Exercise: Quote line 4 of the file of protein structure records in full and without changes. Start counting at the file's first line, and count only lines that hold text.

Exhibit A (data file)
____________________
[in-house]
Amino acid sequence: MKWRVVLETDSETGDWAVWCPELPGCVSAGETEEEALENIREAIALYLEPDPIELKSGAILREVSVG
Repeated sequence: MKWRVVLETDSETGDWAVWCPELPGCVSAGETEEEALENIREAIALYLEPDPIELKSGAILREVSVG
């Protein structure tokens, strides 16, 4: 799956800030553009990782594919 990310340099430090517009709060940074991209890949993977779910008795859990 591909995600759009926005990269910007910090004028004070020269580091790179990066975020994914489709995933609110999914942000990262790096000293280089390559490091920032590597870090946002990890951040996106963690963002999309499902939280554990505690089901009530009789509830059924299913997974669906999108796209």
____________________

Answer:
């Protein structure tokens, strides 16, 4: 799956800030553009990782594919 990310340099430090517009709060940074991209890949993977779910008795859990 591909995600759009926005990269910007910090004028004070020269580091790179990066975020994914489709995933609110999914942000990262790096000293280089390559490091920032590597870090946002990890951040996106963690963002999309499902939280554990505690089901009530009789509830059924299913997974669906999108796209």